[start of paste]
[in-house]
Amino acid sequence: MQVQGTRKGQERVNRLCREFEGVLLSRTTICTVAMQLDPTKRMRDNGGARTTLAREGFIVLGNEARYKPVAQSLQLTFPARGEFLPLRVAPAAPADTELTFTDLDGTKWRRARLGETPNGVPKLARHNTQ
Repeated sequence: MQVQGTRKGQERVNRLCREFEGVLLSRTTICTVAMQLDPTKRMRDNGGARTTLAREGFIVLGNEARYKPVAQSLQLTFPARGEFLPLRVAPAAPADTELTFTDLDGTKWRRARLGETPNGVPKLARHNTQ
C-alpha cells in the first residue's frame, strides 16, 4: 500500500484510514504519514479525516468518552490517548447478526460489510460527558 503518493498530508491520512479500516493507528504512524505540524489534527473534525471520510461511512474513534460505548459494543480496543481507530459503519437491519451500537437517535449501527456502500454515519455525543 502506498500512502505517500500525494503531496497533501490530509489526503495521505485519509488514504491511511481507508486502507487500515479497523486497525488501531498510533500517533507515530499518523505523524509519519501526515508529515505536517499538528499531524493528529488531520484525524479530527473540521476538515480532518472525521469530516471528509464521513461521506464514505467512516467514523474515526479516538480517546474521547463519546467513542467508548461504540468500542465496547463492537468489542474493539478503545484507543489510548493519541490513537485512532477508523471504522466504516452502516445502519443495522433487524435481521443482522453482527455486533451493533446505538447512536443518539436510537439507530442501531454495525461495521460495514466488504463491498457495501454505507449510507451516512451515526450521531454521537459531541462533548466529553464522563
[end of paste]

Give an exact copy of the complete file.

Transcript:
[in-house]
Amino acid sequence: MQVQGTRKGQERVNRLCREFEGVLLSRTTICTVAMQLDPTKRMRDNGGARTTLAREGFIVLGNEARYKPVAQSLQLTFPARGEFLPLRVAPAAPADTELTFTDLDGTKWRRARLGETPNGVPKLARHNTQ
Repeated sequence: MQVQGTRKGQERVNRLCREFEGVLLSRTTICTVAMQLDPTKRMRDNGGARTTLAREGFIVLGNEARYKPVAQSLQLTFPARGEFLPLRVAPAAPADTELTFTDLDGTKWRRARLGETPNGVPKLARHNTQ
C-alpha cells in the first residue's frame, strides 16, 4: 500500500484510514504519514479525516468518552490517548447478526460489510460527558 503518493498530508491520512479500516493507528504512524505540524489534527473534525471520510461511512474513534460505548459494543480496543481507530459503519437491519451500537437517535449501527456502500454515519455525543 502506498500512502505517500500525494503531496497533501490530509489526503495521505485519509488514504491511511481507508486502507487500515479497523486497525488501531498510533500517533507515530499518523505523524509519519501526515508529515505536517499538528499531524493528529488531520484525524479530527473540521476538515480532518472525521469530516471528509464521513461521506464514505467512516467514523474515526479516538480517546474521547463519546467513542467508548461504540468500542465496547463492537468489542474493539478503545484507543489510548493519541490513537485512532477508523471504522466504516452502516445502519443495522433487524435481521443482522453482527455486533451493533446505538447512536443518539436510537439507530442501531454495525461495521460495514466488504463491498457495501454505507449510507451516512451515526450521531454521537459531541462533548466529553464522563